Tick of approval for environmental levy

Commencing in 2005, Ku-rin-gai Council’s environmental levy has not only benefitted the region’s natural environment but has 80 percent of the community in favour of it continuing into the future.

Recently, an independent review found that the ‘green’ levy was a cost-effective way of improving and protecting Ku-ring-gai’s precious natural environment.

Mayor Jennifer Anderson said that the review had “… concluded that the levy, which has been extended for a further eight years to 2019, has successfully met stakeholders’ needs as well as Council’s environmental, social and strategic priorities.”

Since the levy was imposed on Ku-ring-gai residents an impressive 80,000 native plants have been planted, 131 small grants awarded, 486,000 sq/m of bushland regenerated and 4.6km of walking tracks constructed, and this is just a portion of what the funds raised by the levy have achieved.

Councillor Anderson described some of the additional benefits of the levy: “It has been particularly successful in attracting external grants for environmental projects. In its first seven years, the levy generated $12.4 million and attracted an additional $6.2 million in federal and state government grants.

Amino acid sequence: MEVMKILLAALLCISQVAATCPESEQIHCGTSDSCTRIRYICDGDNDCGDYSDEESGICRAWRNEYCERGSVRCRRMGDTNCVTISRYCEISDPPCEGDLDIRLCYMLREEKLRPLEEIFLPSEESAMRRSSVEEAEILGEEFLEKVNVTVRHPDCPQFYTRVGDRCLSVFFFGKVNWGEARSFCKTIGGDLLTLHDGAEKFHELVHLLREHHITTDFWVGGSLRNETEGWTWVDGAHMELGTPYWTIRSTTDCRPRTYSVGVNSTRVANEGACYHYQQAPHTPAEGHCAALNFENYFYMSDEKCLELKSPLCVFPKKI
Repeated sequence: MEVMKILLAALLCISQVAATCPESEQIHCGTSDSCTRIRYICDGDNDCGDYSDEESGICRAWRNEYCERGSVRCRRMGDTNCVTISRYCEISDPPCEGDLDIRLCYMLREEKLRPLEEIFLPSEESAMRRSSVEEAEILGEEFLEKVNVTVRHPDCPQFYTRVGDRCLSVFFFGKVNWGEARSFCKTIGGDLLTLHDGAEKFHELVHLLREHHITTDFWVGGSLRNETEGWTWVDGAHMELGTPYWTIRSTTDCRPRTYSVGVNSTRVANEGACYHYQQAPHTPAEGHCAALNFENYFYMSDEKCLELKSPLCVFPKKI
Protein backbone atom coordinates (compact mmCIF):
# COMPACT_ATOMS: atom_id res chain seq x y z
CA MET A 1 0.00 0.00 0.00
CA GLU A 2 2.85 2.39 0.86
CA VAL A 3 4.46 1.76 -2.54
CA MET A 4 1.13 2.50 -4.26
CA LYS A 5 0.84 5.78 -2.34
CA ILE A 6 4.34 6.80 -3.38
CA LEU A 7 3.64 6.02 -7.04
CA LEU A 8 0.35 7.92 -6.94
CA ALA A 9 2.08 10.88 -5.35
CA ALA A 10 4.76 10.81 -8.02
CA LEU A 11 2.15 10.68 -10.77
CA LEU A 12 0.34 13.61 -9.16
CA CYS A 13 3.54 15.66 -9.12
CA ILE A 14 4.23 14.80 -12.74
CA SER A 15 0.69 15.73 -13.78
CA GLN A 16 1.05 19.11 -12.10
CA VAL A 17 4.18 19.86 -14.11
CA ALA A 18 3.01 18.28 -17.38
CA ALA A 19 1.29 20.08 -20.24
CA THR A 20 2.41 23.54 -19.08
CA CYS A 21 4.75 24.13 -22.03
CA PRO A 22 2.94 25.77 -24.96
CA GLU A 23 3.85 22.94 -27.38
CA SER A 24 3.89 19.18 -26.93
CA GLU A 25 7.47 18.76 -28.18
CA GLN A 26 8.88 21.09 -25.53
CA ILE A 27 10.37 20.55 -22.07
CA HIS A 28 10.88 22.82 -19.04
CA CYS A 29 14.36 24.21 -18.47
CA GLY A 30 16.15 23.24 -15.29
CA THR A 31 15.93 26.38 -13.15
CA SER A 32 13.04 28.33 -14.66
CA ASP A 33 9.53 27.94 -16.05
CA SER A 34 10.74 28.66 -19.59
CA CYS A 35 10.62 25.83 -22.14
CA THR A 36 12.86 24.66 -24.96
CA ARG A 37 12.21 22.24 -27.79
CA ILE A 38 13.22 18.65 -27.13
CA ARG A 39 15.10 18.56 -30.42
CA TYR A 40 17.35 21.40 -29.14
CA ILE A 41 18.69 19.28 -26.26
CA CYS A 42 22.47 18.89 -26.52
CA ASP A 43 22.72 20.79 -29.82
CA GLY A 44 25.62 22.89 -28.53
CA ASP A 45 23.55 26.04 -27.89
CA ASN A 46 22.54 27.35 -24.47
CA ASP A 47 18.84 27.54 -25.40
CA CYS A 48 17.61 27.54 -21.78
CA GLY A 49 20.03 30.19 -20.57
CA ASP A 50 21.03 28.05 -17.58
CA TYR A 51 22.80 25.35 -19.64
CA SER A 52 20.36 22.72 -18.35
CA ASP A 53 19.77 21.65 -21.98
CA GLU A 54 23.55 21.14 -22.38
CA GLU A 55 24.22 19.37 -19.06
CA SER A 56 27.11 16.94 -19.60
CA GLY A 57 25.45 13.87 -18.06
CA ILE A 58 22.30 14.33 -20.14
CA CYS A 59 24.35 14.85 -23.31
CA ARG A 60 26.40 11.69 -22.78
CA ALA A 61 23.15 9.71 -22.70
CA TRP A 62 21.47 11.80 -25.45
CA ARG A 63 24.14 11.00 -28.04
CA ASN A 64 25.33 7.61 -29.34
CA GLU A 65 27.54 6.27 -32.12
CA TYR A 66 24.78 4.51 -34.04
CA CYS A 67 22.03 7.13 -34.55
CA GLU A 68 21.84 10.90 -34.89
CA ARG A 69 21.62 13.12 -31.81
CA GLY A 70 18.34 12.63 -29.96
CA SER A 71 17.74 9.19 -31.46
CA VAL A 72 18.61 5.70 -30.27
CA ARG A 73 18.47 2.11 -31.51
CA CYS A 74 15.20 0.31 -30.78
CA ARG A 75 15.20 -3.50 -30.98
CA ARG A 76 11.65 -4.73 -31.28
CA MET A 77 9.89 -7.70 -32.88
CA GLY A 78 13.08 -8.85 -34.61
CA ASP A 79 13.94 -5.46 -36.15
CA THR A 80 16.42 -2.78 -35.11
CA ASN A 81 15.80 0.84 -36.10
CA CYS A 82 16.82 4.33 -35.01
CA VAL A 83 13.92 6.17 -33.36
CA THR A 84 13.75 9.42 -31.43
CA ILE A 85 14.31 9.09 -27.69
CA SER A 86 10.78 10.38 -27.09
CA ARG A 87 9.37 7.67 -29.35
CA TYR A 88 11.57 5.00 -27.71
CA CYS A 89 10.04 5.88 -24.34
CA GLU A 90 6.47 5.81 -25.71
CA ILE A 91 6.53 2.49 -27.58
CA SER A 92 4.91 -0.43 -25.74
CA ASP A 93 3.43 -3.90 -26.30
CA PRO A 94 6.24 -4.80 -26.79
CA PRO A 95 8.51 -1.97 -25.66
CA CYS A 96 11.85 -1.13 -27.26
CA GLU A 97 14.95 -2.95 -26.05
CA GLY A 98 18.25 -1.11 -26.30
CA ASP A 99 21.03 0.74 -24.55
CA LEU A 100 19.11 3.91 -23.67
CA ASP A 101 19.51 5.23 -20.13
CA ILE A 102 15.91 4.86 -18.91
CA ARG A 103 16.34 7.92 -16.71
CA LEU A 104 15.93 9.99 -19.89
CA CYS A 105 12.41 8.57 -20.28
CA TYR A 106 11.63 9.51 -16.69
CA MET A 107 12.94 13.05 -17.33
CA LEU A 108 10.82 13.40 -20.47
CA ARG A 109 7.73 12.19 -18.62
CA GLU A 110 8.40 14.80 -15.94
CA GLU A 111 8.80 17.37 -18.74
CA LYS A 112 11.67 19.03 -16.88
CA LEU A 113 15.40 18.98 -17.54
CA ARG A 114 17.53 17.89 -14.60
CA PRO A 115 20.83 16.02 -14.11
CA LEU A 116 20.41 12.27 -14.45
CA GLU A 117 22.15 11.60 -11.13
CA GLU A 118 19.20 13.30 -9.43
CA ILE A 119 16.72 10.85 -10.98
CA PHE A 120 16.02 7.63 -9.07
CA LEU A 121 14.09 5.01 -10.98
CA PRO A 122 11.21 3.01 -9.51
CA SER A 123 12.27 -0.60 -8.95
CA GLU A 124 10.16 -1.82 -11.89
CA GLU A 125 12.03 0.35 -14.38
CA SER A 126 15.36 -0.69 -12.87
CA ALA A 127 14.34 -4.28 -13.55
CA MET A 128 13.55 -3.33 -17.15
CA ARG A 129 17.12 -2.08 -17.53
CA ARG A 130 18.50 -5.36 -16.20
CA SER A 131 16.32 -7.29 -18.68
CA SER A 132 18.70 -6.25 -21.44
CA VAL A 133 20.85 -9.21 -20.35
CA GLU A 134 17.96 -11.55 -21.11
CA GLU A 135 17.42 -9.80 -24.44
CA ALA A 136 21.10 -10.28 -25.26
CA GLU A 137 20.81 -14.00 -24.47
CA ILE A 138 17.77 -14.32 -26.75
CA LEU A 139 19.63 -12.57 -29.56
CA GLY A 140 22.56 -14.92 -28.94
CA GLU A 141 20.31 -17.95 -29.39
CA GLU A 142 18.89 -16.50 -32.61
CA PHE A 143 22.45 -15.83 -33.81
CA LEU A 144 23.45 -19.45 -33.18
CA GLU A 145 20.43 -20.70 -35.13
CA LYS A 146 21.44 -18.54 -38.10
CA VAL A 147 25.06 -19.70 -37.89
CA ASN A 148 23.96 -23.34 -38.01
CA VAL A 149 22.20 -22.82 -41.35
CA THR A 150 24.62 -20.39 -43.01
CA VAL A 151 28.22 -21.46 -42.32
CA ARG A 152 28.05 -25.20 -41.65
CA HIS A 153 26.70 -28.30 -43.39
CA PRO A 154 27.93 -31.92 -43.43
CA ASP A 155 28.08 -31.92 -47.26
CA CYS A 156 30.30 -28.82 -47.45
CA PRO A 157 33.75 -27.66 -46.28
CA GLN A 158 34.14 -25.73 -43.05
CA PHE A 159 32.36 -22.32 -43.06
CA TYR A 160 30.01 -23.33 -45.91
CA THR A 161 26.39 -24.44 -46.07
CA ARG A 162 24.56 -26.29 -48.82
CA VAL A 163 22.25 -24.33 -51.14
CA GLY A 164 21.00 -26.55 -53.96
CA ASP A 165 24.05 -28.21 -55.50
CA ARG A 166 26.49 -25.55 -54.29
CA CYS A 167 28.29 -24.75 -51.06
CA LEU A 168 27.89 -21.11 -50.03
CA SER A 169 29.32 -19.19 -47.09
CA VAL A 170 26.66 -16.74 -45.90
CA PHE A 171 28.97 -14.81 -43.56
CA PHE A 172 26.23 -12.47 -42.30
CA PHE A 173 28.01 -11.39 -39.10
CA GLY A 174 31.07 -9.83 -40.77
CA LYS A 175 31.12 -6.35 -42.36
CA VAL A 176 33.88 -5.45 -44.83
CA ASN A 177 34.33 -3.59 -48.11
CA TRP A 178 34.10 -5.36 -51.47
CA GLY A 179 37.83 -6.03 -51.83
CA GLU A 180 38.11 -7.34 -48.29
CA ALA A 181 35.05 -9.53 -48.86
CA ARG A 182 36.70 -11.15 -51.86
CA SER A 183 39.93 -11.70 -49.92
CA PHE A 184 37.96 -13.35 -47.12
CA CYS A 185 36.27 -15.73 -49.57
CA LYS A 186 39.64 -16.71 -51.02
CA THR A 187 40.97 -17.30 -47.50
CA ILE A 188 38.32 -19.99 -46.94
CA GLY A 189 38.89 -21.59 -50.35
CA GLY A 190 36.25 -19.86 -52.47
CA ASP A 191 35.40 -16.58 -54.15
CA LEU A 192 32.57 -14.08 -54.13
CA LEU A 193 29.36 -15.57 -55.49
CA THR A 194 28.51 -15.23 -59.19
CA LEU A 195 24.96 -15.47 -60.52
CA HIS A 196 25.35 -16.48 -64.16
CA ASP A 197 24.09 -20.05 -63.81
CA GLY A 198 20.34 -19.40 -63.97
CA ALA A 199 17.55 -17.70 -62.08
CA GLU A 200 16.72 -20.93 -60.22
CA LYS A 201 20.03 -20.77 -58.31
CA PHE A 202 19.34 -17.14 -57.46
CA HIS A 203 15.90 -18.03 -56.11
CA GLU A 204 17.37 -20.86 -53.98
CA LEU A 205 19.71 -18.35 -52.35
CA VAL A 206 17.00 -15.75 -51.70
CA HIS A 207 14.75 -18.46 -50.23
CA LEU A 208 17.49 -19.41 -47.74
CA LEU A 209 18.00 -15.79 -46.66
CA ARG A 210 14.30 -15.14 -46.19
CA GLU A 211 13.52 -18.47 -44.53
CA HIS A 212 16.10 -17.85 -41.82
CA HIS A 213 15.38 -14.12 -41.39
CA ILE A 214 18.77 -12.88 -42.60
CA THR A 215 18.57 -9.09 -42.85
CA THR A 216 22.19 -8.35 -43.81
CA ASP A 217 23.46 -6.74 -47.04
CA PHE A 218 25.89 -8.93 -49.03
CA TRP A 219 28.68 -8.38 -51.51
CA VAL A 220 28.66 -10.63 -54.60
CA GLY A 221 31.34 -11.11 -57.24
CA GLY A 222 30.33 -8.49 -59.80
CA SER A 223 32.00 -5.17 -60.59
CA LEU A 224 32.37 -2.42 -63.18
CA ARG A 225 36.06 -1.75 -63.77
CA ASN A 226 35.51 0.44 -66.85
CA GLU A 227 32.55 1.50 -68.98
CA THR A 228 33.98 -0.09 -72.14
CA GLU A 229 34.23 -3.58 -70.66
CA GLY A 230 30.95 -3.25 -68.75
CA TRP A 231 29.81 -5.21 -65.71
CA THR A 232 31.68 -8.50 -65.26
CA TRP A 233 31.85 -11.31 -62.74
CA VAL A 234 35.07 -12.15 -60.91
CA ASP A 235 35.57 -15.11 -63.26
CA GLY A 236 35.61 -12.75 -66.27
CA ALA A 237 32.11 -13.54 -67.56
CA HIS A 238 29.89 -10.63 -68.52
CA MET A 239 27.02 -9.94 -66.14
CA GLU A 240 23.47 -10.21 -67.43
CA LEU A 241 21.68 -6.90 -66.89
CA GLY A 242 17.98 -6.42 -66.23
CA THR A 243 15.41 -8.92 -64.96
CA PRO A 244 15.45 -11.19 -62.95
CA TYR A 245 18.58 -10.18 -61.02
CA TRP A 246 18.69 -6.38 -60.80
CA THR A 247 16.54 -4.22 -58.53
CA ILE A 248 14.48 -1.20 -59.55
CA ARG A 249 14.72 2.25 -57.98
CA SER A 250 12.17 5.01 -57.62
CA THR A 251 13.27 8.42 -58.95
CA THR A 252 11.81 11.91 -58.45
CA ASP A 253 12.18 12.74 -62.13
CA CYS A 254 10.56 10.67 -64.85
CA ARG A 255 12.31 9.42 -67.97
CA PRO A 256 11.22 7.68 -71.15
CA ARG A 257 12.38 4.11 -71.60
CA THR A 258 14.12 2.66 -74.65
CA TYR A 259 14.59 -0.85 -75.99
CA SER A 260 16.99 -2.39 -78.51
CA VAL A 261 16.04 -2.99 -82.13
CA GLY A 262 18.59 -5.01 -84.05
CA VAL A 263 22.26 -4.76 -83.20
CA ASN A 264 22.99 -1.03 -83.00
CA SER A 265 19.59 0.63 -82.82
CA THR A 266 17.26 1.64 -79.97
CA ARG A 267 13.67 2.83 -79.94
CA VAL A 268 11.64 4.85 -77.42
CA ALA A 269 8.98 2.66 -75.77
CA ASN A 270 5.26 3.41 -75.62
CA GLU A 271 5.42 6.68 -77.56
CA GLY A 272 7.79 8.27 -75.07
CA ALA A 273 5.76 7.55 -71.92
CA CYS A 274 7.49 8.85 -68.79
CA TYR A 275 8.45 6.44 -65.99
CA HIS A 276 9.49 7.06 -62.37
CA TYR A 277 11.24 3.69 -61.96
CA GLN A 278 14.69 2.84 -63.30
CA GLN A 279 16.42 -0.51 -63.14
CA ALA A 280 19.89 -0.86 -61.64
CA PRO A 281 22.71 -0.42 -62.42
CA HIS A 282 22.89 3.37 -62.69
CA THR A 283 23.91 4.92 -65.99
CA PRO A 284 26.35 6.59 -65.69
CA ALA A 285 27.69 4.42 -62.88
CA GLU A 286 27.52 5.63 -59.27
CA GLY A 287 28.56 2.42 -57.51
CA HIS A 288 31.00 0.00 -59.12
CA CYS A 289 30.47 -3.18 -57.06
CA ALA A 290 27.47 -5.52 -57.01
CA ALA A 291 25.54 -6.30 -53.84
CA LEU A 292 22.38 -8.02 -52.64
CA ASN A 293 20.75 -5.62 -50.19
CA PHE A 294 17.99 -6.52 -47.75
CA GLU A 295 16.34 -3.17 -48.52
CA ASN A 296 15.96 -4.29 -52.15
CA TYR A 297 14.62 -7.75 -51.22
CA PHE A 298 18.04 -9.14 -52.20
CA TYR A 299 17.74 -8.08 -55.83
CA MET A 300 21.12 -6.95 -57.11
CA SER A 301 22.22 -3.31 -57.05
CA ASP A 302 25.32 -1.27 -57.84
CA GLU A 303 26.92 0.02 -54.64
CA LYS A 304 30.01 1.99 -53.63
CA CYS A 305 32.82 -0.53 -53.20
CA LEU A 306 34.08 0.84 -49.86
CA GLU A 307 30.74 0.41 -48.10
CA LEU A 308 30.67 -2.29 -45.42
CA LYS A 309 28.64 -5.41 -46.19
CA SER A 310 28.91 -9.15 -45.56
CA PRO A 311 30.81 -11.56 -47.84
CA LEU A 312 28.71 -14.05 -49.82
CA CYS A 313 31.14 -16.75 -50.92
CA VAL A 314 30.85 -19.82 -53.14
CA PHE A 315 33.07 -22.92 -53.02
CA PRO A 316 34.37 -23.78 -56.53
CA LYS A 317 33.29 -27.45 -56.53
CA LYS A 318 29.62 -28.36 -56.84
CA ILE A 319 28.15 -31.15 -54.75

“Some of the major environmental benefits have been a reduction in urban impacts on riparian zones, a drop in potable water use, healthier creeks and streams, regenerated bushland and reduced waste dumping.

“Many local community organisations have also benefited from the levy’s small grants scheme, which provides grants up to $5,000 for activities such as street tree planting, wildlife protection and projects to cut water and power use,” said Cr Anderson.

Through the formation of a committee, consisting of 20 community members and chaired by elected council members, Ku-ring-gai residents are included in the planning, implementation and review of the ‘green’ levy program, ensuring procedures for the allocation of funds are accountable and transparent.